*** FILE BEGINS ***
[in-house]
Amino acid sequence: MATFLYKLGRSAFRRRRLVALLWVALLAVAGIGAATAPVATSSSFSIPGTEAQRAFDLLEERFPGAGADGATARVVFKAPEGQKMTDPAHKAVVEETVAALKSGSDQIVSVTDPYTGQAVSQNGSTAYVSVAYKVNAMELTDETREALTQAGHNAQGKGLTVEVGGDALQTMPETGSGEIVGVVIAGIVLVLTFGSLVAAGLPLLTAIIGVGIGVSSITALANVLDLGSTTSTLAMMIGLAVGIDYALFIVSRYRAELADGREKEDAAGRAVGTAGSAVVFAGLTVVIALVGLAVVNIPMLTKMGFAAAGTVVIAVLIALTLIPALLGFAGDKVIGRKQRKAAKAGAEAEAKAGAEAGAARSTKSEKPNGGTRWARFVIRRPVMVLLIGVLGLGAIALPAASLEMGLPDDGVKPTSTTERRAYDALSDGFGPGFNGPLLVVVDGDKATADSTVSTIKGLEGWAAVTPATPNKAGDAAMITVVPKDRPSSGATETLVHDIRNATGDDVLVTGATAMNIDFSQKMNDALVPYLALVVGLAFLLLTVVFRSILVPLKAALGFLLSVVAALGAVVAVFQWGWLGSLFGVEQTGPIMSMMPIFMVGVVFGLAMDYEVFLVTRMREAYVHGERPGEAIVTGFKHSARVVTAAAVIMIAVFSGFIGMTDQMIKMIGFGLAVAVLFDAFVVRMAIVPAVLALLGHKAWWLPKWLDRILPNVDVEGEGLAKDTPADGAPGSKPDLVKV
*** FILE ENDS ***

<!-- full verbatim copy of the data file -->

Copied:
[in-house]
Amino acid sequence: MATFLYKLGRSAFRRRRLVALLWVALLAVAGIGAATAPVATSSSFSIPGTEAQRAFDLLEERFPGAGADGATARVVFKAPEGQKMTDPAHKAVVEETVAALKSGSDQIVSVTDPYTGQAVSQNGSTAYVSVAYKVNAMELTDETREALTQAGHNAQGKGLTVEVGGDALQTMPETGSGEIVGVVIAGIVLVLTFGSLVAAGLPLLTAIIGVGIGVSSITALANVLDLGSTTSTLAMMIGLAVGIDYALFIVSRYRAELADGREKEDAAGRAVGTAGSAVVFAGLTVVIALVGLAVVNIPMLTKMGFAAAGTVVIAVLIALTLIPALLGFAGDKVIGRKQRKAAKAGAEAEAKAGAEAGAARSTKSEKPNGGTRWARFVIRRPVMVLLIGVLGLGAIALPAASLEMGLPDDGVKPTSTTERRAYDALSDGFGPGFNGPLLVVVDGDKATADSTVSTIKGLEGWAAVTPATPNKAGDAAMITVVPKDRPSSGATETLVHDIRNATGDDVLVTGATAMNIDFSQKMNDALVPYLALVVGLAFLLLTVVFRSILVPLKAALGFLLSVVAALGAVVAVFQWGWLGSLFGVEQTGPIMSMMPIFMVGVVFGLAMDYEVFLVTRMREAYVHGERPGEAIVTGFKHSARVVTAAAVIMIAVFSGFIGMTDQMIKMIGFGLAVAVLFDAFVVRMAIVPAVLALLGHKAWWLPKWLDRILPNVDVEGEGLAKDTPADGAPGSKPDLVKV